1. ## Cauchy Sequence

Problem Statement:
Suppose that {$\displaystyle p_n$} is a Cauchy sequence and that there is a subsquence {$\displaystyle p_{n_i}$} and a number $\displaystyle p$ such that $\displaystyle p_{n_i} \rightarrow p$. Show that the full sequence converges, too; that is $\displaystyle p_n \rightarrow p$.

My Solution:
It will suffice to prove that {$\displaystyle p_n$} converges to $\displaystyle p$ if and only if every subsequence of {$\displaystyle p_n$} converges to $\displaystyle p$.
($\displaystyle \Rightarrow$)Suppose $\displaystyle p_n \rightarrow p$. Consider {$\displaystyle p_{n_i}$} $\displaystyle \subseteq$ {$\displaystyle p_n$}.
Let $\displaystyle \varepsilon > 0$. For some $\displaystyle n \geq N$, $\displaystyle d(p_n,p) < \varepsilon$. Then if $\displaystyle i \geq N, n_i \geq i \geq N$. so $\displaystyle d(p_{n_i},p) < \varepsilon$.
($\displaystyle \Leftarrow$){$\displaystyle p_n$} is a subset of itself, so $\displaystyle p_n \rightarrow p$.

2. it should look more like this

given $\displaystyle \epsilon>0$, integers $\displaystyle n,m$ and $\displaystyle N$ we have
$\displaystyle \|p_n-p_m\|<\epsilon$ whenever $\displaystyle n,m\geq N$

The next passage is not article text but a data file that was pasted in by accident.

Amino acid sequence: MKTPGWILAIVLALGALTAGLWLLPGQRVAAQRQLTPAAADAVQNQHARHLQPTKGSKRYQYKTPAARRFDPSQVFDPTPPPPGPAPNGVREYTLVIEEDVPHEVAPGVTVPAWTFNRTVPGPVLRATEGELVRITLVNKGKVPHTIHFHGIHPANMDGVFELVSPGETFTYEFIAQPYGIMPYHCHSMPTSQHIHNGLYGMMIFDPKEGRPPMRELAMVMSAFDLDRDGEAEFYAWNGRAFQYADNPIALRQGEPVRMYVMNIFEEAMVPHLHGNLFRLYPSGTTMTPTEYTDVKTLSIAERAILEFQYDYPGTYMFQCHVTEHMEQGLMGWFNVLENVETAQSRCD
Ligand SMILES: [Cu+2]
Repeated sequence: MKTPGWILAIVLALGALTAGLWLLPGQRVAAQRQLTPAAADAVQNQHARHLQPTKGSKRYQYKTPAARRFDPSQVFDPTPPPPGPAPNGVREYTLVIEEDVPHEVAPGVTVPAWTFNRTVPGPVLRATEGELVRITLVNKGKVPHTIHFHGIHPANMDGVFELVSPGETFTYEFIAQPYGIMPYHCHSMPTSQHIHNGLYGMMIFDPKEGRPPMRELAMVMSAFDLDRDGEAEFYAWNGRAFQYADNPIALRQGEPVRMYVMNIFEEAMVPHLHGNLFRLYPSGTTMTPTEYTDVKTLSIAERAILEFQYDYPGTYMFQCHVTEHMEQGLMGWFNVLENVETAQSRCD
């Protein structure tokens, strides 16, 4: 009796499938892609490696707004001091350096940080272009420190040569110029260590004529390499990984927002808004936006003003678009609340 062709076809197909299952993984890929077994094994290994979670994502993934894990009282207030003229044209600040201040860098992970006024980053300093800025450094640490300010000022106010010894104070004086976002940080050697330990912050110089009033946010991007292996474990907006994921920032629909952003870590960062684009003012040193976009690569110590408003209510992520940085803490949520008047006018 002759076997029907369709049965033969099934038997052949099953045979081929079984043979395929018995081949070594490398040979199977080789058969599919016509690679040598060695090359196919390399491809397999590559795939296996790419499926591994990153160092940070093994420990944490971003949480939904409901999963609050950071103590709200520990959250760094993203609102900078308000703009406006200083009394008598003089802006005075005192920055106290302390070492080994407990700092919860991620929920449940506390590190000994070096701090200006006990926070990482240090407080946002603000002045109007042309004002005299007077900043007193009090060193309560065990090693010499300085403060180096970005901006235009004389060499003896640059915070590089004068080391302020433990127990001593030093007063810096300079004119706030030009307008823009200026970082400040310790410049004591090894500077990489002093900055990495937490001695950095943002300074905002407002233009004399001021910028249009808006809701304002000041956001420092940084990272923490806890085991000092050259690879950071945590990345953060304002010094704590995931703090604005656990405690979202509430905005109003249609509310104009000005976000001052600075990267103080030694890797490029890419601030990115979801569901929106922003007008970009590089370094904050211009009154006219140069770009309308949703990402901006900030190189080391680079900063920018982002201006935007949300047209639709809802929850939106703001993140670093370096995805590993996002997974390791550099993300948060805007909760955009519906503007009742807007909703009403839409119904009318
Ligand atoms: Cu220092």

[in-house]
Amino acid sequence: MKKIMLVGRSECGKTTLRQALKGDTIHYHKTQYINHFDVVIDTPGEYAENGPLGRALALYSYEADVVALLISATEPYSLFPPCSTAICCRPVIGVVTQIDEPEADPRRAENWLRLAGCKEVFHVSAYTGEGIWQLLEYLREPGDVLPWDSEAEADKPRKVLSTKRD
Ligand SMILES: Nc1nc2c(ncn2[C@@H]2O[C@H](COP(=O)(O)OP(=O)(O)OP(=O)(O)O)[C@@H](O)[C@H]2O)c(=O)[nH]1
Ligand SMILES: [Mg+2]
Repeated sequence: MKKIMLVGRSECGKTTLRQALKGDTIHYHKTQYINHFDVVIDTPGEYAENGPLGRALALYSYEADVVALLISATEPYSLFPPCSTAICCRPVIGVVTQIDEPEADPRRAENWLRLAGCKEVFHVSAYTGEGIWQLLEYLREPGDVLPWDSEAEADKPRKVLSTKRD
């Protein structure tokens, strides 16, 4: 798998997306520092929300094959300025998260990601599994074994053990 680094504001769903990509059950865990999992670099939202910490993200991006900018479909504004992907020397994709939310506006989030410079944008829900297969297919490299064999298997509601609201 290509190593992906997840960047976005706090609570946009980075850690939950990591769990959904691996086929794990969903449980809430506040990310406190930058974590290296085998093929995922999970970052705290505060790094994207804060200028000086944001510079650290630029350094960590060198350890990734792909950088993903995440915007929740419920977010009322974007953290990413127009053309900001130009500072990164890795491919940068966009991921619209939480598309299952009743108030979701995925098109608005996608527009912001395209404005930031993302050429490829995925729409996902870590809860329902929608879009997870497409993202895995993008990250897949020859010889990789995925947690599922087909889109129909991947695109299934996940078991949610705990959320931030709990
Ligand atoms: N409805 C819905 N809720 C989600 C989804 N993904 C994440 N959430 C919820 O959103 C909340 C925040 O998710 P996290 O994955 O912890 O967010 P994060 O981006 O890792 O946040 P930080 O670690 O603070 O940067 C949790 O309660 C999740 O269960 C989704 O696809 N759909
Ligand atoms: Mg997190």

we know that $\displaystyle \|p_{n_i}\|$ converges to $\displaystyle p$ and convergent sequences are also Cauchy sequences, so we have the inequality
$\displaystyle \|p_{n_r}-p_{n_s}\|<\frac{\epsilon}{2}$ whenever $\displaystyle r,s\geq N$

then play around with the inequality, you should find the desired result

3. Is this solved then? I realize I made the mistake of thinking that showing my iff statement is true proves the whole thing. But it's only ONE subsequence, not all of them...

4. OK, sorry. Looking at this again, I do not understand. I apologize, the sequences are particularly confusing to me.
I understand why $\displaystyle |p_n-p_m| < \varepsilon$ but i don't see why $\displaystyle |p_{n_r}-p_{n_s}| < \frac{\varepsilon}{2}$.
I always have trouble seeing these things, but i don't see why i can't just take $\displaystyle |p_{n_r}-p_{n_s}| < \varepsilon$ for all $\displaystyle \varepsilon > 0$ as $\displaystyle p_{n_i} \rightarrow p$ and since $\displaystyle p_{n_s},p_{n_r} \in$ {$\displaystyle p_n$}, then $\displaystyle p_n$ must converge to $\displaystyle p$ as well.

5. Originally Posted by DontKnoMaff
i don't see why $\displaystyle |p_{n_r}-p_{n_s}| < \frac{\varepsilon}{2}$.
That's just the definition of Cauchy sequence (and all convergent seq. are Cauchy), although I think the one that works is $\displaystyle |p-p_{n_k}|<\varepsilon/2$. Now think triangle inequality applied to $\displaystyle |p-p_n|$ with those bounds.

6. ok i think i get it. Could someone check me to make sure though?

Take $\displaystyle \varepsilon > 0$. take $\displaystyle N$ s.t. $\displaystyle n_k,n > N$ implies that $\displaystyle d(p_{n_k},p),d(p_n,p_{n_k}) < \frac{\varepsilon}{2}$. Hence $\displaystyle d(p_n,p) \leq d(p_{n_k},p)+d(p_{n_k},p_n) \leq \varepsilon$ Thus {$\displaystyle p_n$} converges to p.